Poems by

The Punishment

a poem by Sreekanthkopuri

Yesterday the day of progress reports
and we two again were declared unfit in the class
being e-graders in the roman catholic mission school
and the termite-eaten bench from tomorrow
in front of the headmistress room will be the place for us
to sit on until our parents come to meet the unpopular martinet.

Every morning appeared before my eyes
with a surge of pain.
A mental darkness haunted.
The finishing of every ablation carried me
near to 10 o’ clock and faster my heart beat
as the punishment hour neared.
I couldn’t have the glass of hot milk and
my favourite breakfast mother prepared.
I trod the thorny way; crossed the dirty canal;
strolled beside the scores of pigs
that wallowed in the slush and unmindful of friends
and everything,
eyes tearful with the thought of punishment.

The old cob-webbed school walls there!
how cruelly waited for me with a vengeful curiosity.
The huge jail-like gates of school I reached
pressing through the crowds of busy students
and made way towards the old banyan tree
to wait for my punishment bench-mate.
The bell made the grounds empty leaving us alone.
Now slowly towards the bench we walked painfully
conscious of the mountainous burden-
sitting there all the day showing our guilty faces to everyone.

A torturous embarrassment of of being a laughing stock.
Some pitied. Some laughed.
Everyday we waited for parents
sometimes wiping our tears.
A brief sigh of relief was
the quarter hour interval in the morning
and evening
and an hour lunch break at noon-
just a bout of freedom.
Intervals called us to absorb
into the flood of the whole school students
and to quench thirst at the old tap
under the thirty year old banyan tree.
Cautious I was not to be caught in my girl friends eyes.
We only half ate the food at the lunch time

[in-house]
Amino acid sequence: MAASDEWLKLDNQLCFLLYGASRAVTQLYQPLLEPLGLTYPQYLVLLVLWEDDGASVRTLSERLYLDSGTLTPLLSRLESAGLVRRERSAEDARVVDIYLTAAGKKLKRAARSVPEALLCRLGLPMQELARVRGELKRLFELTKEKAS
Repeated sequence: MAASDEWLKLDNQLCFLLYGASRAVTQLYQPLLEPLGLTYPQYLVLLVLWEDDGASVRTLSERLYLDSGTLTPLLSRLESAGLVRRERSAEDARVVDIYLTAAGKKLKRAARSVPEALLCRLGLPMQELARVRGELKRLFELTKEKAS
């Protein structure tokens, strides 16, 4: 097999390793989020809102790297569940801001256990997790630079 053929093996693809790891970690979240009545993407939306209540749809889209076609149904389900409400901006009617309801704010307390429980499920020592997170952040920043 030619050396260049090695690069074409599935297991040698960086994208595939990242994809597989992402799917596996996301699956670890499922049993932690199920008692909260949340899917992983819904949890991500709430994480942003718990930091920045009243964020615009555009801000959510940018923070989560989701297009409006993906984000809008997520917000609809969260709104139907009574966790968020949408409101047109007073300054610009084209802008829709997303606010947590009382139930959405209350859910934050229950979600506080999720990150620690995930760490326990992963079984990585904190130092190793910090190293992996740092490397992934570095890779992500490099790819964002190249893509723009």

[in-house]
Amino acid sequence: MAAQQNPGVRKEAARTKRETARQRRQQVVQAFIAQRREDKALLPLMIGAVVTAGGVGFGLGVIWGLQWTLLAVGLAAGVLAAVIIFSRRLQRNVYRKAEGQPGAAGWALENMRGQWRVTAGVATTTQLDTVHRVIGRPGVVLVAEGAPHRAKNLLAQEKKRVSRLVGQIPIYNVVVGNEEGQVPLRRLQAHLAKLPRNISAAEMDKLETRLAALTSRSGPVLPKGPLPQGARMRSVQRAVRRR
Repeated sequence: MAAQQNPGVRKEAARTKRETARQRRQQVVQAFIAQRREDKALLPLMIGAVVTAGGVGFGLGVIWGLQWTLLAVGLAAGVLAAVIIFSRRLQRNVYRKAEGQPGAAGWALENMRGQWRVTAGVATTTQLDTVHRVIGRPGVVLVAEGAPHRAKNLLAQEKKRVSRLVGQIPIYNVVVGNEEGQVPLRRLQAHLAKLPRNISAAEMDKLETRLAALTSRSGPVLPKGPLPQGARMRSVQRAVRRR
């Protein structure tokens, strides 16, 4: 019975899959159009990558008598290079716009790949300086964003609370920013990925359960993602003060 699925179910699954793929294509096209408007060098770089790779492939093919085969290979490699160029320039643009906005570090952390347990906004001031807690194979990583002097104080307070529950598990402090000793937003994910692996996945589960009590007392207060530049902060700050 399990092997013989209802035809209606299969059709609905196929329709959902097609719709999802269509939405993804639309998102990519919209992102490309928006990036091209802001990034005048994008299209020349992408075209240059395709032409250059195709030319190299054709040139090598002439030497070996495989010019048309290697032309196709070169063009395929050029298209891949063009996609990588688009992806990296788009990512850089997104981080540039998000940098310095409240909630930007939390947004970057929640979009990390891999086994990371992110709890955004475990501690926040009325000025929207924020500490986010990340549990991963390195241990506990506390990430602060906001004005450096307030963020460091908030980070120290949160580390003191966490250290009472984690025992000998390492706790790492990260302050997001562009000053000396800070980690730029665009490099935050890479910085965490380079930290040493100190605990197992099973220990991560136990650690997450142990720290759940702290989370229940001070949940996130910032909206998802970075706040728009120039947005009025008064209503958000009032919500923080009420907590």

sitting with our friends.
The punishment partners they called us.
The most liked delicacies in the lunch boxes
that were spread about the verandah could not my mouth water.

In a tortoise-pace the days passed.
My punished bench-mate, the bench,
the verandah, the old tap, the old banyan tree,
the wide soft sandy ground, the line of bushy trees,
the shades, the tobacco roll smoking watchman,
the tyrannical nuns,
the entire school gathering saying morning prayers
in a melodious rhythm, the owlish eyes of the headmistress
her long slender cane, impositions,
the students kneeling in the parching heat of the sun
in hot sand of the school ground,
the Vandemataram, the Jana-Gana-Mana,
incessantly reeled before my eyes
up to the oddest hours of the night in the bed.
And there-
at last after days I saw mother
stepping through the large gates.
And all anticipation in her eyes
obvious of taking scolding from the pedagogue.
The judgement day.
And the judgement at last in the headmistress room.
In the room were my mother’s pleas
that I’d mend my ways and be responsible and never fail.
And the young nun her supremacy proved
advising my aged mother with airs of vain pride.
A great day of explosion into freedom
from a long bondage.
A last wistful glance I cast
at my friend’s last wistful glance at me.
Alas! He, there, alone like a drowning man
looking at me helplessly,
still waited for his mother.
I nodded good bye.